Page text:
The Odd Truth, Jan. 6, 2005

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The Odd Truth is a collection of strange but factual news stories from around the world compiled by CBSNews.com's Joey Arak.

Warning: Dumb Warnings

DETROIT - The sign on the toilet brush says it best: "Do not use for personal hygiene."

That admonition was the winner of an anti-lawsuit group's contest for the wackiest consumer warning label of the year.

The sponsor, Michigan Lawsuit Abuse Watch, says the goal is "to reveal how lawsuits, and concern about lawsuits, have created a need for common sense warnings on products."

The $500 first prize went to Ed Gyetvai, of Oldcastle, Ontario, who submitted the toilet-brush label. A $250 second prize went to Matt Johnson, of Naperville, Ill., for a label on a children's scooter that said, "This product moves when used."

A $100 third prize went to Ann Marie Taylor, of Camden, S.C., who submitted a warning from a digital thermometer that said, "Once used rectally, the thermometer should not be used orally."


Fear Factor Went Too Far?

CLEVELAND - Apparently nausea was a factor for a "Fear Factor" viewer who is suing NBC for $2.5 million, contending an episode in which contestants eat rats made him vomit.

Austin Aitken said he watches "Fear Factor" often and had no problem with past episodes in which the reality show's contestants ate things like worms and insects in pursuit of a $50,000 prize.

But the Cleveland man said showing people eating rats mixed in a blender was degrading to the contestants and the viewers.

"These networks are going too far. Period," Aitken said Thursday. "They need to check themselves, clean up their own acts. It's barbaric, some of the things they ask these individuals to do."

Aitken's handwritten lawsuit contends the rat-eating made his blood pressure rise, making him dizzy and lightheaded.

"I didn't see the doorway on route to my room," his lawsuit reads. "I ran into it causing suffering, injury and great pain."

NBC responded with a brief statement: "We believe that the claim is completely without merit."


Nailed, Twice

ST. GEORGE, Utah - A man who managed to drive himself to the emergency room after being shot in the calf with a nail gun got more bad news after having his wound treated.

He was ticketed for not stopping when ordered.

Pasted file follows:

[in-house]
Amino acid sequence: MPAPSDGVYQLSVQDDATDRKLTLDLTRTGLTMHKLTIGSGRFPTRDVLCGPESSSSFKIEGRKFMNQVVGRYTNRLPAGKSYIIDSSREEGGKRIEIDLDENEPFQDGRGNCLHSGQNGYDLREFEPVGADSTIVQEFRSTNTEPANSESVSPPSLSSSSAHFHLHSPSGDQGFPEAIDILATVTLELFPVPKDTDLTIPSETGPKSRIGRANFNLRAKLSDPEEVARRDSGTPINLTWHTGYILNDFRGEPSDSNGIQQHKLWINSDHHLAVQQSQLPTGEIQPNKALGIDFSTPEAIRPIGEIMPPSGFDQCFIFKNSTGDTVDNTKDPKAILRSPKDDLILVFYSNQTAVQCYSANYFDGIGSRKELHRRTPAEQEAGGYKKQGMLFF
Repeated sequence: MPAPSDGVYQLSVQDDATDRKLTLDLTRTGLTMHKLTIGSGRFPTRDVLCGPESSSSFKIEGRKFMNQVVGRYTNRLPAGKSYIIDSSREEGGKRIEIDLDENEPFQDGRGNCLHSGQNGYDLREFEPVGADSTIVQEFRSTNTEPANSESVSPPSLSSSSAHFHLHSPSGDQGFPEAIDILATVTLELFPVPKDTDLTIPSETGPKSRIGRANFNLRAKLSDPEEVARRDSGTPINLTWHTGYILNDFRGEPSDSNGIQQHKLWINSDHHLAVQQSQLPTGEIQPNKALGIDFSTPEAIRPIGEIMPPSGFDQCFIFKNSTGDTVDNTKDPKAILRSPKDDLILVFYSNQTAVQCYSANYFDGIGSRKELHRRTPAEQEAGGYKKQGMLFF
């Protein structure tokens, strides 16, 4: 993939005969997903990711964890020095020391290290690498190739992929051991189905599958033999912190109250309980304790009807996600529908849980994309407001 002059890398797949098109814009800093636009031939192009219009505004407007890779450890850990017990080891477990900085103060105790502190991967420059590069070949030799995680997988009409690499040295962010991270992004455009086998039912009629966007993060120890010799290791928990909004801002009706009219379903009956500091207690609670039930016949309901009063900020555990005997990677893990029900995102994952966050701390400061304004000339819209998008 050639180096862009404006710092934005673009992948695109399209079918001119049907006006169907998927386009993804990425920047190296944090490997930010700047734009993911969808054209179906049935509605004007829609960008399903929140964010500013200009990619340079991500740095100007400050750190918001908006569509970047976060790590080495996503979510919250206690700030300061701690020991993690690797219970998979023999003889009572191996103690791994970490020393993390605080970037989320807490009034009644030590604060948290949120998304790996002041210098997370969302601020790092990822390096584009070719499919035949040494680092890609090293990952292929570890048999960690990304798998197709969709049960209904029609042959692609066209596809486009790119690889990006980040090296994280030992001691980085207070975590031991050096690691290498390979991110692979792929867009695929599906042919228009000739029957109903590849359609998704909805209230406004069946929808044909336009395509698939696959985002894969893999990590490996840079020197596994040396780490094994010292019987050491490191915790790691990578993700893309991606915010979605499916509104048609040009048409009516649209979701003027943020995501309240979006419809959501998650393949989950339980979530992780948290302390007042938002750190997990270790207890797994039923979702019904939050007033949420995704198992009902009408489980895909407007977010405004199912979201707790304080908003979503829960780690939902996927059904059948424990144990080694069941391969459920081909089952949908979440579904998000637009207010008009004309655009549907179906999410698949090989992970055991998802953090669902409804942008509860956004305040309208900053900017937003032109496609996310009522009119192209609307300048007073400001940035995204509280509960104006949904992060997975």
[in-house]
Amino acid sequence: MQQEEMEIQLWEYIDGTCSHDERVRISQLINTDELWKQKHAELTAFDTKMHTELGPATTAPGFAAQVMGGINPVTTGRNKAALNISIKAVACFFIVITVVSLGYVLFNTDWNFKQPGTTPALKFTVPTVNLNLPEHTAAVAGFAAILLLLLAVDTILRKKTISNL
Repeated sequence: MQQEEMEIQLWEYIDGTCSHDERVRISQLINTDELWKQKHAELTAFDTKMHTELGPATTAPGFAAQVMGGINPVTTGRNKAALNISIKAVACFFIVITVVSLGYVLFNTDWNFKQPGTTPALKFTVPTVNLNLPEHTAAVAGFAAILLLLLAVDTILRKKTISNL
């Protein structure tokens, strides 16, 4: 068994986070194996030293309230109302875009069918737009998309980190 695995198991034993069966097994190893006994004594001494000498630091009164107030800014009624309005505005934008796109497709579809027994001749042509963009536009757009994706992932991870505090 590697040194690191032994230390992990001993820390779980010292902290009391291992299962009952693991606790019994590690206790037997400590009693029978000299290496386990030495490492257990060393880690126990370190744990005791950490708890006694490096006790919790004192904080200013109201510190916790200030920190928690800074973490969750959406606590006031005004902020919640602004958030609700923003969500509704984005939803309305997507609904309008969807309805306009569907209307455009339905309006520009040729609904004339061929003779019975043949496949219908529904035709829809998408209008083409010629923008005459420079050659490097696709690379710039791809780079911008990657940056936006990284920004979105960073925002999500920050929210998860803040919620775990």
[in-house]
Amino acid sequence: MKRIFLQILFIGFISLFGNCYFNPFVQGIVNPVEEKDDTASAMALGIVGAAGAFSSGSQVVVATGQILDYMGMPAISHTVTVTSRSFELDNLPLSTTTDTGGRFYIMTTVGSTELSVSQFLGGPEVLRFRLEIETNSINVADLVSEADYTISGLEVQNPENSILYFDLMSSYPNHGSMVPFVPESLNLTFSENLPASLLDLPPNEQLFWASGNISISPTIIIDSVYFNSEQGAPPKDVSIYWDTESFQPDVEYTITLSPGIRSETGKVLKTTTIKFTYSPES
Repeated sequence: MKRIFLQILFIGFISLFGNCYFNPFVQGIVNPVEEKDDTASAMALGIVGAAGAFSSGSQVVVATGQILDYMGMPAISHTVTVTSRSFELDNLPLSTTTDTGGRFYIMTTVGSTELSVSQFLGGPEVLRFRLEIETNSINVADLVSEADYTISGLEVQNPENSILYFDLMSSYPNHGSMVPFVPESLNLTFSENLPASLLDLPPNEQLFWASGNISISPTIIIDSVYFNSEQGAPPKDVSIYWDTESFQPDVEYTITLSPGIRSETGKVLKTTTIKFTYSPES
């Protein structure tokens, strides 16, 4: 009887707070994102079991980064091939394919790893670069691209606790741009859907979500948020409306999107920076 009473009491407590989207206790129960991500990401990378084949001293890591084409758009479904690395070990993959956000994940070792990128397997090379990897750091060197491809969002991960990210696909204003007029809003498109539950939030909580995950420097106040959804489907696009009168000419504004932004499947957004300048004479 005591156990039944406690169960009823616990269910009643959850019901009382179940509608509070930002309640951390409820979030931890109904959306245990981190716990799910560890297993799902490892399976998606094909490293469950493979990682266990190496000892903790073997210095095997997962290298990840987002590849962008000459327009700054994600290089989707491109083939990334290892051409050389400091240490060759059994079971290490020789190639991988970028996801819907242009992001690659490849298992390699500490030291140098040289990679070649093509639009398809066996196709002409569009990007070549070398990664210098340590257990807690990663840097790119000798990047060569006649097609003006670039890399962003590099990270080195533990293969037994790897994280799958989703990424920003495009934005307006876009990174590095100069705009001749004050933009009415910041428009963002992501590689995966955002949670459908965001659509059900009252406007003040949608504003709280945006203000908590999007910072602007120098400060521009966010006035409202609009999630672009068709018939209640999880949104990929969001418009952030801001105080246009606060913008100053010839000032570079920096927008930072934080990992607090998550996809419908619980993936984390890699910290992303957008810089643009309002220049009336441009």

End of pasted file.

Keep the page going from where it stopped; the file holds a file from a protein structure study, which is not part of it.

Utah Highway Patrol Trooper Ben Lang started chasing the man's vehicle Tuesday after it was spotted driving recklessly on Interstate 15 and tailed the man to the hospital.

At one point, Lang said he told the driver over a loudspeaker to pull over and said the man got out of his car at a stoplight. When Lang told him to get back in his car and pull over, the man took off again toward the hospital.

The driver was reacting to the emotion of an emergency, but an ambulance wasn't called and drivers don't have a right to drive like an emergency vehicle, Lang said.

Drivers must pull over when ordered by an officer, and Lang said it would have only taken a minute or two to explain the situation.


Cop Causes Crash

TAMPA, Fla. - The motorist blamed for causing a four-car wreck on an interstate entrance ramp was no mere run-of-the-mill driver: He was the police chief.

"I feel terrible," said Chief Stephen Hogue. "It was completely my fault."

Hogue was on his way to work Wednesday and looked over his shoulder while trying to merge onto an interstate in his city-issued, 1999 Ford Crown Victoria. While he was looking, the traffic ahead of him stopped.

Hogue rear-ended a 2003 Volkswagen, which rolled into a 2000 Acura, which struck a 2003 Ford, police said.

"I'm just grateful no one was hurt," said Hogue.

Officer Paul Hoffman, a 20-year veteran, gave Hogue a $120 traffic citation for following too closely. "We just want to do what we're supposed to do," Hoffman said with discomfort.

Hogue's car sustained about $4,000 worth of damage to the front end. Besides the fine, he faces four points on his driver's license unless he attends traffic school.


Kangaroo Cheesehead?

DODGEVILLE, Wis. - The hunt is over for a kangaroo that's been wandering around in Wisconsin. But it's still a mystery where the animal came from.

The Iowa County sheriff's department corralled the brownish-red, 150-pound kangaroo in a barn not too far from where it was spotted earlier this week.

Several people had spotted the kangaroo Monday night near Dodgeville. Someone saw it again yesterday and called deputies.

It'll be taken to a zoo in Madison.

The zoo's director says kangaroos are used to Australian temperatures, which rarely drop below the 30s, so it wouldn't have been able to survive long in Wisconsin's winter weather.
  • Brian Bernbaum

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